From fuel cells to morphable frames, a lot of new car concepts cross our desks at TheCarConnection.com. We also witness plenty of developments on the green/eco front--most recently encapsulated in Colin's totally excellent cross-country biodiesel adventure
. But it's rare to see a story that covers both of those bases quite as well as this New York Times piece about car parts being used to build low-cost hospital incubators
. The implications for communities around the world are staggering.
The man behind the idea--Dr. Jonathan Rosen of Boston University--had many conversations with health care providers working in impoverished areas. As a longtime proponent of sustainable technology, he eventually realized that "no matter how remote the locale, there always seemed to be a Toyota 4Runner in working order." Rosen's wheels kept spinning until finally an idea was born:
The heat source is a pair of headlights. A car door alarm signals emergencies. An auto air filter and fan provide climate control.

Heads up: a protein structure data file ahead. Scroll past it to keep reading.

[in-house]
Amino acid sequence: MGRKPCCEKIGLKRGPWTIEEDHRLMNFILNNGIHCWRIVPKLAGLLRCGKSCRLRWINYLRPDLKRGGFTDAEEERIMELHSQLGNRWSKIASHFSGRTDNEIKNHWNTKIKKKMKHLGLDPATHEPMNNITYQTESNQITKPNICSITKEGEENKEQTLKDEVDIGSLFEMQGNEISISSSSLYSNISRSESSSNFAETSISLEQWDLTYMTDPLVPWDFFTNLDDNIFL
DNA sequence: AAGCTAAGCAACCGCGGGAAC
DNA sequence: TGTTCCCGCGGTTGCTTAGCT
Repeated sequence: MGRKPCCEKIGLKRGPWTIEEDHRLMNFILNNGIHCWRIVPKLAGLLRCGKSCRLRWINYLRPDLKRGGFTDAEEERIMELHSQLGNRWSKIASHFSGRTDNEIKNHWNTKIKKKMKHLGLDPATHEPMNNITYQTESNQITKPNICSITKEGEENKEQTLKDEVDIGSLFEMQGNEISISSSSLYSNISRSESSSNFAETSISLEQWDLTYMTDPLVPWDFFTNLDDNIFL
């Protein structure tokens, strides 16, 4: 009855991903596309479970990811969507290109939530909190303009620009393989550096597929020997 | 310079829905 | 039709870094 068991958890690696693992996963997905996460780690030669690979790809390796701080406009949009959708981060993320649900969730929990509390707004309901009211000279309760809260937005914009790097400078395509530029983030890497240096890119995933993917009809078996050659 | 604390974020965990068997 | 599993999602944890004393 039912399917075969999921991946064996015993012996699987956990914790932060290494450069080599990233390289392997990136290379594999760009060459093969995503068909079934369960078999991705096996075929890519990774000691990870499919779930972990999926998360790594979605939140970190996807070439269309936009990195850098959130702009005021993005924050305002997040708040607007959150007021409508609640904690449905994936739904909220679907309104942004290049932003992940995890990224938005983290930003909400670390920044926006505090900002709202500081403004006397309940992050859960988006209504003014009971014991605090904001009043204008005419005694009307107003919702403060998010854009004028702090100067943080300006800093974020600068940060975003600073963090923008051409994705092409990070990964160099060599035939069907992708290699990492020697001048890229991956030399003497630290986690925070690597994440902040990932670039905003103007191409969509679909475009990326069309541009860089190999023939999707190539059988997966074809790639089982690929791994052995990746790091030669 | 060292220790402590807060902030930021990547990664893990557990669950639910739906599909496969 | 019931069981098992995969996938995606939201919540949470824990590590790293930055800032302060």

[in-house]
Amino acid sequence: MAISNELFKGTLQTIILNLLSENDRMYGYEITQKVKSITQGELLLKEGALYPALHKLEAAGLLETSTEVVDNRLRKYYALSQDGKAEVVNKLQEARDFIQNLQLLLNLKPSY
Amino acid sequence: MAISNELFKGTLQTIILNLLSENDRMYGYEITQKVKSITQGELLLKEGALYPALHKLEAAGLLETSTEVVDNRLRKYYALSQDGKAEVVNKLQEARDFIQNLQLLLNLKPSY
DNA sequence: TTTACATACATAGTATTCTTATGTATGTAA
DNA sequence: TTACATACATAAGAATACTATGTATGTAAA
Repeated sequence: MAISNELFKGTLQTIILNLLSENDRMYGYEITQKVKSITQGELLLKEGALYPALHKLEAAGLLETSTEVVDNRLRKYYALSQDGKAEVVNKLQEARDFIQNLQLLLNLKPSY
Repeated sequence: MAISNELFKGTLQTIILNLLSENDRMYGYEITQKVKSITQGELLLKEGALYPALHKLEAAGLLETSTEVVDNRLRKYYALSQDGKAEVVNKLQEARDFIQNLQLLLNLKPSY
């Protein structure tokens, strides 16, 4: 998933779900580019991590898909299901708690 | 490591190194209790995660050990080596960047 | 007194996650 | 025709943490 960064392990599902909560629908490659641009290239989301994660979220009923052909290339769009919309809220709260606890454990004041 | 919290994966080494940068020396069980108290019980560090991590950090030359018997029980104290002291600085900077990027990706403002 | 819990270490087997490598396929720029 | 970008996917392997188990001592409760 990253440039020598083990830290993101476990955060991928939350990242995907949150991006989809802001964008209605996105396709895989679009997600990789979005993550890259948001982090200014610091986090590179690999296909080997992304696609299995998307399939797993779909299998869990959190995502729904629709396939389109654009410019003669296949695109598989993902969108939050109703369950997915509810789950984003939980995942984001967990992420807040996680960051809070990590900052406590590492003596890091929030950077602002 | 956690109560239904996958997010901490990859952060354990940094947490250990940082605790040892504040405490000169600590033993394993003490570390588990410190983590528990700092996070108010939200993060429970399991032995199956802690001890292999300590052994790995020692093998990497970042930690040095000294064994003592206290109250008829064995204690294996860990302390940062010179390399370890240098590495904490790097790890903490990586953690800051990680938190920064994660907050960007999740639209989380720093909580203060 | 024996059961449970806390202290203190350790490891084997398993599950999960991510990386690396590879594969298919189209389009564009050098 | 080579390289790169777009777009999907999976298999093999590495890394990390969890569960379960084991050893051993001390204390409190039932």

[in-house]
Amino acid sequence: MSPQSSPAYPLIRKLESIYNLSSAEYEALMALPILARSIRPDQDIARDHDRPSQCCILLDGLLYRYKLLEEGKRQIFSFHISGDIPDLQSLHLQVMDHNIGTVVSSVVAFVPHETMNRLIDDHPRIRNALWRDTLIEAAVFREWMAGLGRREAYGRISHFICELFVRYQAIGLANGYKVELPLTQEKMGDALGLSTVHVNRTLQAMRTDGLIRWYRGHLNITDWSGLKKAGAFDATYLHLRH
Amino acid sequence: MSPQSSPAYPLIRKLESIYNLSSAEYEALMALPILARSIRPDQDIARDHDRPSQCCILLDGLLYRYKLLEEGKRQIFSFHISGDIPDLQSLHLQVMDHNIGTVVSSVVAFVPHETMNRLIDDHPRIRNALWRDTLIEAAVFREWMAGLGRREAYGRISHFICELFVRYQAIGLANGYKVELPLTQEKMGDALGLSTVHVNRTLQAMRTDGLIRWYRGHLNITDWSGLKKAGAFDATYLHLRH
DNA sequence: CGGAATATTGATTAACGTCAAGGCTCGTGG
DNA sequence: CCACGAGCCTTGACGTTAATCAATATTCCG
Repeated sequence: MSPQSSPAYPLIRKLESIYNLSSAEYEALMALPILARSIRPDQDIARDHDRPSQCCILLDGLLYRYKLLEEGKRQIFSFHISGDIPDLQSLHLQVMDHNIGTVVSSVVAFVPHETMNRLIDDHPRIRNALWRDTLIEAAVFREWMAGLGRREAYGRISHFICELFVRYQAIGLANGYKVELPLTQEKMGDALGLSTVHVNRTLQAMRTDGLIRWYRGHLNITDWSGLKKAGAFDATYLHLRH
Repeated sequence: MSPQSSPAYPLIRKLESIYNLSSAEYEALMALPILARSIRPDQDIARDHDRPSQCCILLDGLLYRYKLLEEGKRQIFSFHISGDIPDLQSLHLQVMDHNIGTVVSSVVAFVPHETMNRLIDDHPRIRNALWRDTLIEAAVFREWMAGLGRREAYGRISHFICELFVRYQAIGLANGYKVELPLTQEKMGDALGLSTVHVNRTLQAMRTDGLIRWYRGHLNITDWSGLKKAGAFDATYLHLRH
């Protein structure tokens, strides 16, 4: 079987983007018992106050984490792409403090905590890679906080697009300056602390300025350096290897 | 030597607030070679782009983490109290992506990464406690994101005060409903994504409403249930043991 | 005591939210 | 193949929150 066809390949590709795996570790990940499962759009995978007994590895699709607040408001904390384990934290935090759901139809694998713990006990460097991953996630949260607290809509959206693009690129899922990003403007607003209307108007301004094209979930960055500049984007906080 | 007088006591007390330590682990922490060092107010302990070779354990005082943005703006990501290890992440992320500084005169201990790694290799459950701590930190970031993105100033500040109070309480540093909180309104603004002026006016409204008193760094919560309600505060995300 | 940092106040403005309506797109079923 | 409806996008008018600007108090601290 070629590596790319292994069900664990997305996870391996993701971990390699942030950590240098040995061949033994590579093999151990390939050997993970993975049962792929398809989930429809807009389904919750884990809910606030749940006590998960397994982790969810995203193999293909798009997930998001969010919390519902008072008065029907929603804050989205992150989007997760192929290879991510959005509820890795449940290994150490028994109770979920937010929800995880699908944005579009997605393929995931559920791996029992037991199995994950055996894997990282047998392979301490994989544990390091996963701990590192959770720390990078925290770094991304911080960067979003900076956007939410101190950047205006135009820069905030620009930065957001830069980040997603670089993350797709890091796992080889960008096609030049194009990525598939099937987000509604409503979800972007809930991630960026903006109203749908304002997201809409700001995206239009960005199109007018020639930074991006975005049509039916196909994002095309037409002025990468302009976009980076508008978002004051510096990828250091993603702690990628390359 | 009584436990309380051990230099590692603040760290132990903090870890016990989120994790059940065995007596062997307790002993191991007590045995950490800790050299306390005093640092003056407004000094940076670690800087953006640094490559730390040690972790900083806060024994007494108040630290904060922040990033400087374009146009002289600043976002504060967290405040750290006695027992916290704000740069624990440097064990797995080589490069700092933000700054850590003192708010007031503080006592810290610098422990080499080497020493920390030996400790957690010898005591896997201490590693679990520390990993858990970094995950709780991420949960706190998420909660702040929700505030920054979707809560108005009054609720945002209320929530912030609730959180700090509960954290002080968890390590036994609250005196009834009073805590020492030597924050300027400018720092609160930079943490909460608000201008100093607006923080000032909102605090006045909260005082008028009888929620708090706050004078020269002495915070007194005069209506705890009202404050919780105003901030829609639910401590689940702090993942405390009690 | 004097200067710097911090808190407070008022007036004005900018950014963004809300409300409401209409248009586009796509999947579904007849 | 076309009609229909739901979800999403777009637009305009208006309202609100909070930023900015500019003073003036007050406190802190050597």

But this contraption has nothing to do with transportation. It is a sturdy, low-cost incubator, designed to keep vulnerable newborns warm during the first fragile days of life.
Unlike the notoriously high-maintenance incubators found in neonatal intensive care units in the United States, it is easily repaired, because all of its operational parts come from cars.
And while incubators can cost $40,000 or more, this one can be built for less than $1,000.
It's not the only solution to the problem of infant mortality, but it's a good one--and you can thank Dr. Rosen and the world's automakers for it. -- Richard Read
[more info at DesignThatMatters.org
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